Gold's $38B Gorilla Gets Even Bigger Post Brexit

By Commodities FOXBusiness

Great Britain’s surprise vote to bail on the European Union,

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i.e ‘Brexit’, cost stock investors a record $2 trillion in losses last week,  but the event is turning out to be a rainmaker for gold investments, notably the world’s largest gold fund.

The SPDR Gold Trust ETF (GLD), commonly referred to asGLD, raked in $778 million in new assets on Friday, according data provided to FOXBusiness.com by parent company State Street Global Advisors (STT). That’s the strongest day for inflows since early August 2011 when the United States’ credit rating was downgraded from AAA by Standard & Poor’s and the world was dealing with fears of a European sovereign-debt crisis.

In tandem with inflows, the price of gold has seen the largest two day percentage gain, 4.8%, since August 2011 closing at $1,322.50 an ounce on Monday.

The fund commands nearly $38 billion in assets and countsbig money investors as its top shareholders including BlackRock Financial (BLK) and John Paulson’s hedge fund, Paulson & Co.

While the yellow metal is a predictable safe-haven trade in times of uncertainty Brexit may be icing on the cake for gold this year, which is already benefiting from central banks around the world that are bumbling along to stimulate stagnant economies.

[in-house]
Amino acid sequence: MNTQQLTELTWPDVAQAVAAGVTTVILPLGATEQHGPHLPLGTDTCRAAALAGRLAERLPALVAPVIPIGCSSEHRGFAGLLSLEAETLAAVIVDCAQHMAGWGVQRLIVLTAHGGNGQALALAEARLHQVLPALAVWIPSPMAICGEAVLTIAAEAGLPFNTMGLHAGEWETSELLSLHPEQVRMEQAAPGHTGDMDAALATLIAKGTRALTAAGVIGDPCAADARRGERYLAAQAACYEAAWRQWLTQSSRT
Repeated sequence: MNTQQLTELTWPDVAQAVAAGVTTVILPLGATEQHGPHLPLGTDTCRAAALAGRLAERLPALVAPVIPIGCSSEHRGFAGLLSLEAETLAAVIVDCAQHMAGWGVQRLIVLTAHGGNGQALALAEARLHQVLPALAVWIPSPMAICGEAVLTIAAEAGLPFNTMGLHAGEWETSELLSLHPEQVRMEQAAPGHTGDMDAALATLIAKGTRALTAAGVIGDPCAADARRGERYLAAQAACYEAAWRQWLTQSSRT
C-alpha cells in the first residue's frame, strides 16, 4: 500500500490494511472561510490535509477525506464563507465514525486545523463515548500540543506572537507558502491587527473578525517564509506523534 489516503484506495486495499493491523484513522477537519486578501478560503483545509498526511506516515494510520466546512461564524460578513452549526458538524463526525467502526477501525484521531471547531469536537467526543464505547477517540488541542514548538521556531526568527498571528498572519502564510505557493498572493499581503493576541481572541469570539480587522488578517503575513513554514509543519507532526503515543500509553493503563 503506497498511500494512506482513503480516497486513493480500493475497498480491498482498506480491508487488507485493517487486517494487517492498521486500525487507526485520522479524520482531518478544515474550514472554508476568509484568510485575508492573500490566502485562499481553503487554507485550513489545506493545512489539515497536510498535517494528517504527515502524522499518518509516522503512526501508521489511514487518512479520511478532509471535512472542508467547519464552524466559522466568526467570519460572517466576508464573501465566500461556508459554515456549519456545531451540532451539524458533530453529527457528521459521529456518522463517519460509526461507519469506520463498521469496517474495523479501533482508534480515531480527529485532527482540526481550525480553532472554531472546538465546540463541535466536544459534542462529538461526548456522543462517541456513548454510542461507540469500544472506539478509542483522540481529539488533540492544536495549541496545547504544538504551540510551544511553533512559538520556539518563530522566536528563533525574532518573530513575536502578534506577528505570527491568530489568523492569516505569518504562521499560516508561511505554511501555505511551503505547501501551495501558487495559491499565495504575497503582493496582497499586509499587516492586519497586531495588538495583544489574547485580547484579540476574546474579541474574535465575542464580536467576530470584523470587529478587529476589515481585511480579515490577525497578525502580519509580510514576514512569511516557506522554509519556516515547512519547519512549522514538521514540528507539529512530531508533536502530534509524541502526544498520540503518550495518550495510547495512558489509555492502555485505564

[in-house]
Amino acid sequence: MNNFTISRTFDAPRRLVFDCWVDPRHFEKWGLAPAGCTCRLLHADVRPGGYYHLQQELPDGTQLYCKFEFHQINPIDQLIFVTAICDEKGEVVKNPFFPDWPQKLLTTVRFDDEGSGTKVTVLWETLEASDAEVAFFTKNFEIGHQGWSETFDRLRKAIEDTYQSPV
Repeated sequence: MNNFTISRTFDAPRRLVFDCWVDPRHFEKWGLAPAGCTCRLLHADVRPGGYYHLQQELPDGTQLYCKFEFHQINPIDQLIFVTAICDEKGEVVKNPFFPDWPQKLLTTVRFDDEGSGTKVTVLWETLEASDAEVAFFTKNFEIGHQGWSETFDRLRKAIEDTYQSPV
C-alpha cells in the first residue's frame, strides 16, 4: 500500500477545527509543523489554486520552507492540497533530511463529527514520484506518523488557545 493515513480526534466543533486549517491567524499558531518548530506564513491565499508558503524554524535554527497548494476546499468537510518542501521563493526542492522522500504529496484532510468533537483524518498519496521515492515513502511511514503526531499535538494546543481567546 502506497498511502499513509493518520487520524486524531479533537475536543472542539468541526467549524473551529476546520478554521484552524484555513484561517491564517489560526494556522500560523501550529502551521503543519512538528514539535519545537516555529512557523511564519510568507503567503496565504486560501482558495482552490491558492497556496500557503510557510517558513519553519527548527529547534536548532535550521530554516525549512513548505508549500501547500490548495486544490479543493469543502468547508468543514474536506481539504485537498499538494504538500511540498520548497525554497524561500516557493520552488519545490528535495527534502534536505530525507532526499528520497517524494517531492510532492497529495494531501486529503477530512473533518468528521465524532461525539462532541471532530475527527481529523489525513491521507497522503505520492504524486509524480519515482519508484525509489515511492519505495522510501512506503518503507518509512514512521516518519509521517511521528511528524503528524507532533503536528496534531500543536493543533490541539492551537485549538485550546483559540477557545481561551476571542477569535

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Juan Carlos Artigas, Director Investment Research, World Gold Council, describes the environment before Brexit as being "supportive" for gold telling FOXBusiness.com that Brexit "highlights the importance of gold because central banks still need to diversify and there are not as many candidates." He makes note of traditional safe-haven currencies, such as the British Pound, which are being whipsawed. 

The Bank of Japan (BOJ) already instituted negative interest rates while the European Central Bank (ECB) in March rolled out a fresh round of stimulus efforts. Some economists, including

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Allianz Chief Economic Advisor Mohamed El-Erian, expect further ECB efforts by year-end. Still he cautioned there isn’t much
central banks can do about political uncertainty. That rings true for the Federal Reserve, whose planned rate hikes for 2016 may now be a pipedream thanks to Brexit. As of Monday, the market implied probability for a rate hike at the July 27 meeting has
dropped to just 6%, according to the CME’s FedWatch tool.

The challenges facing central banks around the globe may mean a bigger windfall for gold in the coming weeks. Adding to the 24% gain this year.

As investors attempt to wade through the Brexit fallout, central bankers are in damage control mode. Fed Chair Janet Yellen and Bank of England Chief Mark Carney pulled out of the ECB’s economics conference scheduled for this week. El-Erian called the move a wise one.

“You never want to get together with other central bank governors when you don’t know what you are going to say when you come out,” he said during a Monday appearance on FOX Business Network’s Mornings With Maria. 

Suzanne O’Halloran is Managing Editor of FOXBusiness.com and a graduate of Boston College. Follow her on @suzohalloran.

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